In order to be effective, you need to understand who you are and how to position yourself among team members and stakeholders. Proactively ask for feedback to better understand how people see your core advantages and challenges.
Rotem: “When I joined the program I was a fresh graduate student landing my first job in the field of data science. I came in tabula rasa mode, eager to learn and start my career. During the bootcamp (the first six weeks of the AIDTP program) we learned about hard skills such as classification, regression etc., but what struck me as the most valuable learning was the “First contact with your stakeholder” workshop, during which we were introduced to a professional personality framework. Understanding my personality traits and how they are related to my daily job was a real game-changer for me. The ability to better understand how other people see me and what my core advantages are, helps me develop my professional attitude and focus on the roles where I contribute the most”.
Rotem’s advice: “Understand your core advantages and challenges by continuously asking for feedback. You might be surprised by what you will find out about yourself. Personality frameworks are also a powerful tool to get to know yourself.”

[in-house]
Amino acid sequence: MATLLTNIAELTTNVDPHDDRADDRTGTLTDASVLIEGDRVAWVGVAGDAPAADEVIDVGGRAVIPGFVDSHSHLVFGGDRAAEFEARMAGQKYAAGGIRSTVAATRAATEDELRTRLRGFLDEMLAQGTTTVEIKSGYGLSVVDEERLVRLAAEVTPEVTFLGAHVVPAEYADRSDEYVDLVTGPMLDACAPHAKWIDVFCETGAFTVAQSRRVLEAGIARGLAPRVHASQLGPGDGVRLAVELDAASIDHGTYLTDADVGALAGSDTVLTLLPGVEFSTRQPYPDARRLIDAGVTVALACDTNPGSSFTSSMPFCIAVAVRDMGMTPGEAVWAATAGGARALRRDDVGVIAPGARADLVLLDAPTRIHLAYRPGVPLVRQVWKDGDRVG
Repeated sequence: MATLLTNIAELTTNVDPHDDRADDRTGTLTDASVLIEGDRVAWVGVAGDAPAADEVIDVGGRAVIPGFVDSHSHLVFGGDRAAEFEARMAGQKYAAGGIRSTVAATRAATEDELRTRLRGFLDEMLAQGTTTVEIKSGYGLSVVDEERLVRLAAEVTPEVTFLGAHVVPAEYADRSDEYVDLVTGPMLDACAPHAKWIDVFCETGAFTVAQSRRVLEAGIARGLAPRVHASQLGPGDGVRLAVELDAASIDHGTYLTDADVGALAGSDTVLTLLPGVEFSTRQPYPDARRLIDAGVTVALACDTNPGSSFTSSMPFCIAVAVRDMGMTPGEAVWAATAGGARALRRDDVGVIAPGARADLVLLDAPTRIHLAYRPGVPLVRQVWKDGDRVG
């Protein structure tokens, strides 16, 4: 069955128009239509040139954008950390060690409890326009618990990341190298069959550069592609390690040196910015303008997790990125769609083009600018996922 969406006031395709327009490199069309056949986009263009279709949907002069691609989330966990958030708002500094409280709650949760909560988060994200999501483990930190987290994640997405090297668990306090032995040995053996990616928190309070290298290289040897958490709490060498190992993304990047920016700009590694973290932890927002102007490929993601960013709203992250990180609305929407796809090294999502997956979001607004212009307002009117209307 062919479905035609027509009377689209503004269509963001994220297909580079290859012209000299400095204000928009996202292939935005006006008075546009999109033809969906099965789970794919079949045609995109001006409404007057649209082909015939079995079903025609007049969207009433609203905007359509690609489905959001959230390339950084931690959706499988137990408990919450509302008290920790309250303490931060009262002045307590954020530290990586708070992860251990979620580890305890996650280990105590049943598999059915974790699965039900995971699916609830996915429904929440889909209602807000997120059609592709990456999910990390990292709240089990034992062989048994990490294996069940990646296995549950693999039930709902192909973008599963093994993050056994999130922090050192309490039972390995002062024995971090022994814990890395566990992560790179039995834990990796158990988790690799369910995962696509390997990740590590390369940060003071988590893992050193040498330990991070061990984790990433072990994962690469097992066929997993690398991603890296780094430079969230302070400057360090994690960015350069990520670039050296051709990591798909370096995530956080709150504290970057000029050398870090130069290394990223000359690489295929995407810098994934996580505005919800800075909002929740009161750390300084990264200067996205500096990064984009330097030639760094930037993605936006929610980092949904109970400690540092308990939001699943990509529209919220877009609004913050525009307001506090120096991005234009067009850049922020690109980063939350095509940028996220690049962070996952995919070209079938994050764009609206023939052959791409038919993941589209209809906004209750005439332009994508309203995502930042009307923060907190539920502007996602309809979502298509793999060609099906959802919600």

Skill #3: Keep an open mind and stay curious to learn more
Proactively assign time to learn different types of new skills to become an all-round data professional.
Rotem: “People have the tendency to think they know more than they do, especially when they are new to a field. Going through two years of education, combined with a daily job, makes you humble about the skills you actually own, and the skills you can continuously improve.
The benefits of having a learning attitude are not only that you have more knowledge, but it makes you more curious, more critical and more willing to listen to new ideas. I think that a learning attitude is what helps you most in making big steps in your career.”
Rotem’s advice: “Proactively assign time to learn new skills, and make sure that your focus is on different types of skillsets – to make you an all-round data professional.”
That’s it – The 3 must-have skills you didn’t know data professionals need.
What is the AI & Data Talent Program (AIDTP)?
The AIDTP is a 3-year educational program focused on kick-starting careers in data departments within organizations by building up the knowledge, practical skills and experience required to create real impact with AI and data. Companies who participate in the program strongly believe in the power of ongoing education as a lever for growth. The AIDTP consist of four blocks starting with the AI Foundation. After this, participants take part in a 6-week full-time bootcamp, which is followed by the Expert-program where participants can choose a track customized for either data scientists or AI engineers. The AIDTP is finalized by the Master-program consisting of 8 follow up weeks and a 3-month exchange project, in which participants can really specialize into a leading AI role.